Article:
Runners push to Boston “victory”

Running and Racing:  Christopher Goss
April 26, 2001

Runners Jill Boerigter, Linda Branstetter, Heather May, Bob Andree, and Christopher Goss (from left) huddle up at the athlete's village in Hopkinton, MA on the morning of the 2001 Boston Marathon.

"Which would hurt more? Continuing to run? Or stopping?" Those words from a billboard along the Boston Marathon course in 1995 echoed through my head in the final miles of this year's running of the world's oldest marathon.

Running marathons is tough work, both physically and mentally. Anyone who tells you differently is lying. Over the course of 3 or 4 hours and 26 miles, you have a lot of time for your legs to make a case to your head that what your body is doing doesn't make any sense and that it is really time to stop and sit down. Therein lies the challenge of the marathon — convincing your body to keep going when all other signals are telling it that it is time to stop.

For the fifth time since 1998, my head won the 26.2-mile battle. I convinced my aching legs and blistered feet that it was possible to make it to the finish line, that stopping would hurt more than pushing on over those last 3 miles.

I am also proud to report that mine isn't the only local success story of the 105th edition of the world's most famous running race. Six Bloomington runners made the final turn onto Boylston Street, running the last several blocks to personal Boston victories. Heather May, Bob Andree, Linda Branstetter, Bob Furnish, and Jill Boerigter all came home with the unicorn emblem of the Boston Athletic Association proudly around their neck. For May, Andree, and Boerigter, it was the first trip from the little hamlet of Hopkinton, Mass., to downtown Boston. Branstetter and I were running our second race, determined to improve upon first-time mistakes. Furnish completed his 17th tour of the opening downhills and closing uphills that make the course so challenging.

Two other Bloomington runners should have been with us Monday. Tom Varns and Jean Whitlock had both qualified for the race and had logged many miles in preparation. They wound up injured in the final weeks of training and had to pull out.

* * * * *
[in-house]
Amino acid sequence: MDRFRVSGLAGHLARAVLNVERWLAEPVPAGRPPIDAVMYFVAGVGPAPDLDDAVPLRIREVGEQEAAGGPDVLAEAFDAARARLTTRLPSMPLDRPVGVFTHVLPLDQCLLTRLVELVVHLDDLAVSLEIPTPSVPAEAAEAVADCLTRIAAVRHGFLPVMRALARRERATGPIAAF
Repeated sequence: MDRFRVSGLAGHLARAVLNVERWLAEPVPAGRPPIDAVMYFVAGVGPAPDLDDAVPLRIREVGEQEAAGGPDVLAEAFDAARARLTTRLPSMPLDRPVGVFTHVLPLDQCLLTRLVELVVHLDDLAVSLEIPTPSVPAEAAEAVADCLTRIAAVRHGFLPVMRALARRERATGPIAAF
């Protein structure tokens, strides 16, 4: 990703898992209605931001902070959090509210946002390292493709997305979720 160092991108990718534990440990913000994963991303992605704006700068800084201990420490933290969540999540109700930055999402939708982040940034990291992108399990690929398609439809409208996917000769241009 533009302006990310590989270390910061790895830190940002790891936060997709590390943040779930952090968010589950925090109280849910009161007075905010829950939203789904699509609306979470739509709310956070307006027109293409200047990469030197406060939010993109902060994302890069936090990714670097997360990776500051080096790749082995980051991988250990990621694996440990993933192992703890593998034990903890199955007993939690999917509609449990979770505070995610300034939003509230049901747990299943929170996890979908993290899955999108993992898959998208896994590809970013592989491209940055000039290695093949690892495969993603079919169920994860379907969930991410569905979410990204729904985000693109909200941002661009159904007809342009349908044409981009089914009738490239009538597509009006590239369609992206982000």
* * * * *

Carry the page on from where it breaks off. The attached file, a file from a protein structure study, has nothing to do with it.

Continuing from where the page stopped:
My first challenge of the weekend is connecting with former Bloomington running buddy and current Boston area resident Joe Lane. After traveling via a van, a plane, a shuttle bus, another plane, another shuttle bus, three subway trains, and a third shuttle bus, I finally make it to the expo where we had agreed to meet. I hook up with Joe, we grab our race numbers, and then pick up some free PowerBars, stickers, posters, and water bottles for the kids before heading to his house for the weekend.

While we relax just across the border in New Hampshire, the rest of the Bloomington contingent builds up their carbohydrate reserves at the race-sponsored pasta dinner.

Getting to sleep the night before a marathon is always a little difficult for me. The feelings are a conflicting mix of excitement, dread, anticipation, and doubt. Am I really going to do this? Have I trained hard enough? How should I dress for the weather? Where's my race number?

The Boston Marathon always starts at noon. This presents a significant challenge for runners who are used to starting most races at 8 a.m. The extra hour or two of sleep is appreciated; it is the decisions about what to eat in the morning that make this afternoon race different. I decide that a couple of bananas and a bagel sound about right.

Joe is taking a bus with his new running club to the Hopkinton start, so I head back into Boston and meet up with the other Bloomington runners. Since this is a point-to-point race, race organizers have assembled an armada of yellow school buses to transport 10,000 of the 15,000 runners from downtown to the start.